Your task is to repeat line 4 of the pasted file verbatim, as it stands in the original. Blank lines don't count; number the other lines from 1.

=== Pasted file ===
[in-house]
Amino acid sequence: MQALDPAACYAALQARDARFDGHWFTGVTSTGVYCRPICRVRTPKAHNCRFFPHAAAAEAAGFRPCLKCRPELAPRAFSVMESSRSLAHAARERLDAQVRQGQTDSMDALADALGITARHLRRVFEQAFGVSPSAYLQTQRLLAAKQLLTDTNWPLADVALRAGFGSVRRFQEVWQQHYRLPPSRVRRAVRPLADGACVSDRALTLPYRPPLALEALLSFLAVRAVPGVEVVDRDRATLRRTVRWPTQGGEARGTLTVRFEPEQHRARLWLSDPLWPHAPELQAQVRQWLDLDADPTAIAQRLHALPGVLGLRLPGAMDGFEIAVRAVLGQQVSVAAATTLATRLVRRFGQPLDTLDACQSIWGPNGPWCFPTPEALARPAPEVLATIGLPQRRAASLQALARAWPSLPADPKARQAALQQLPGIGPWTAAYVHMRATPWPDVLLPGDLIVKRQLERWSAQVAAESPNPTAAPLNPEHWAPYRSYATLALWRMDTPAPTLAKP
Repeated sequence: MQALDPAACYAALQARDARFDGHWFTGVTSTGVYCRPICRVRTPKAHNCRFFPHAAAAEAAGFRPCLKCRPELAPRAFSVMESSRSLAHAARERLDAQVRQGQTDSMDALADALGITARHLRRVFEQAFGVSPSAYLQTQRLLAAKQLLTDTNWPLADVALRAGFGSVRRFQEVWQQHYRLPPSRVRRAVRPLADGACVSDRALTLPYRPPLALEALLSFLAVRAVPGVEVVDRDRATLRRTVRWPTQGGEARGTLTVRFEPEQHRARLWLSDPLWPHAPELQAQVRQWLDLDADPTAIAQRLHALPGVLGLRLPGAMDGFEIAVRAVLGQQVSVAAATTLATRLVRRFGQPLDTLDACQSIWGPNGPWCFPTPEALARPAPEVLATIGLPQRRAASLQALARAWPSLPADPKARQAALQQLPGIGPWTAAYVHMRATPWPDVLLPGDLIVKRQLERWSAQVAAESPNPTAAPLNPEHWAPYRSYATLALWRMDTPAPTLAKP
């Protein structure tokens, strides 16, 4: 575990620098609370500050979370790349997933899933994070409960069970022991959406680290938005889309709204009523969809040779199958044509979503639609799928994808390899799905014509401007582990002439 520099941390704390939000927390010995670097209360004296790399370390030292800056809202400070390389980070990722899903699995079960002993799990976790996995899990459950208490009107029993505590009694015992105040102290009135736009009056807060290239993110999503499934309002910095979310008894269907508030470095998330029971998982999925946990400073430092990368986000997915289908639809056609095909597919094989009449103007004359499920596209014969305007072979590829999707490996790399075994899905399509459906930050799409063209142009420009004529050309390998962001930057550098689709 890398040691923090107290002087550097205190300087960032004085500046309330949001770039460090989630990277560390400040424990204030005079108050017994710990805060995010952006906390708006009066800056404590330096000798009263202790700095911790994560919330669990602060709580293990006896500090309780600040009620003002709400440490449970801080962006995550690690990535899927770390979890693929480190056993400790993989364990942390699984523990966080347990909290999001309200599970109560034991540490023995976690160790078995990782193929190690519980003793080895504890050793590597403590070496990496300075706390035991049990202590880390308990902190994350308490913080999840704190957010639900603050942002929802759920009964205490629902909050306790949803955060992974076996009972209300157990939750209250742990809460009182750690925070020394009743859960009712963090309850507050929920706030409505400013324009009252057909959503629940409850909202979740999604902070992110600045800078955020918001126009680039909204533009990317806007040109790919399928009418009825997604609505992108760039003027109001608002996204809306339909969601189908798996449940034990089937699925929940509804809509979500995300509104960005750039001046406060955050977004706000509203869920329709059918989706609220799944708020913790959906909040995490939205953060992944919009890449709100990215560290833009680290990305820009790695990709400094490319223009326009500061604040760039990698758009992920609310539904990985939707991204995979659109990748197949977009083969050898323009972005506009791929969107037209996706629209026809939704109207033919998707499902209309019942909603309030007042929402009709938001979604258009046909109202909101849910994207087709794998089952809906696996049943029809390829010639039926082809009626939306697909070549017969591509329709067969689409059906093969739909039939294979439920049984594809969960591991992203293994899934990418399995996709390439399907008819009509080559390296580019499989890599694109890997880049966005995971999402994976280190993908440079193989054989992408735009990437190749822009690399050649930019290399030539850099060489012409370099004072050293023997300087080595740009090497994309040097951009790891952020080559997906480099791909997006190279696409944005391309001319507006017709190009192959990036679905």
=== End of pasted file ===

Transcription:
């Protein structure tokens, strides 16, 4: 575990620098609370500050979370790349997933899933994070409960069970022991959406680290938005889309709204009523969809040779199958044509979503639609799928994808390899799905014509401007582990002439 520099941390704390939000927390010995670097209360004296790399370390030292800056809202400070390389980070990722899903699995079960002993799990976790996995899990459950208490009107029993505590009694015992105040102290009135736009009056807060290239993110999503499934309002910095979310008894269907508030470095998330029971998982999925946990400073430092990368986000997915289908639809056609095909597919094989009449103007004359499920596209014969305007072979590829999707490996790399075994899905399509459906930050799409063209142009420009004529050309390998962001930057550098689709 890398040691923090107290002087550097205190300087960032004085500046309330949001770039460090989630990277560390400040424990204030005079108050017994710990805060995010952006906390708006009066800056404590330096000798009263202790700095911790994560919330669990602060709580293990006896500090309780600040009620003002709400440490449970801080962006995550690690990535899927770390979890693929480190056993400790993989364990942390699984523990966080347990909290999001309200599970109560034991540490023995976690160790078995990782193929190690519980003793080895504890050793590597403590070496990496300075706390035991049990202590880390308990902190994350308490913080999840704190957010639900603050942002929802759920009964205490629902909050306790949803955060992974076996009972209300157990939750209250742990809460009182750690925070020394009743859960009712963090309850507050929920706030409505400013324009009252057909959503629940409850909202979740999604902070992110600045800078955020918001126009680039909204533009990317806007040109790919399928009418009825997604609505992108760039003027109001608002996204809306339909969601189908798996449940034990089937699925929940509804809509979500995300509104960005750039001046406060955050977004706000509203869920329709059918989706609220799944708020913790959906909040995490939205953060992944919009890449709100990215560290833009680290990305820009790695990709400094490319223009326009500061604040760039990698758009992920609310539904990985939707991204995979659109990748197949977009083969050898323009972005506009791929969107037209996706629209026809939704109207033919998707499902209309019942909603309030007042929402009709938001979604258009046909109202909101849910994207087709794998089952809906696996049943029809390829010639039926082809009626939306697909070549017969591509329709067969689409059906093969739909039939294979439920049984594809969960591991992203293994899934990418399995996709390439399907008819009509080559390296580019499989890599694109890997880049966005995971999402994976280190993908440079193989054989992408735009990437190749822009690399050649930019290399030539850099060489012409370099004072050293023997300087080595740009090497994309040097951009790891952020080559997906480099791909997006190279696409944005391309001319507006017709190009192959990036679905």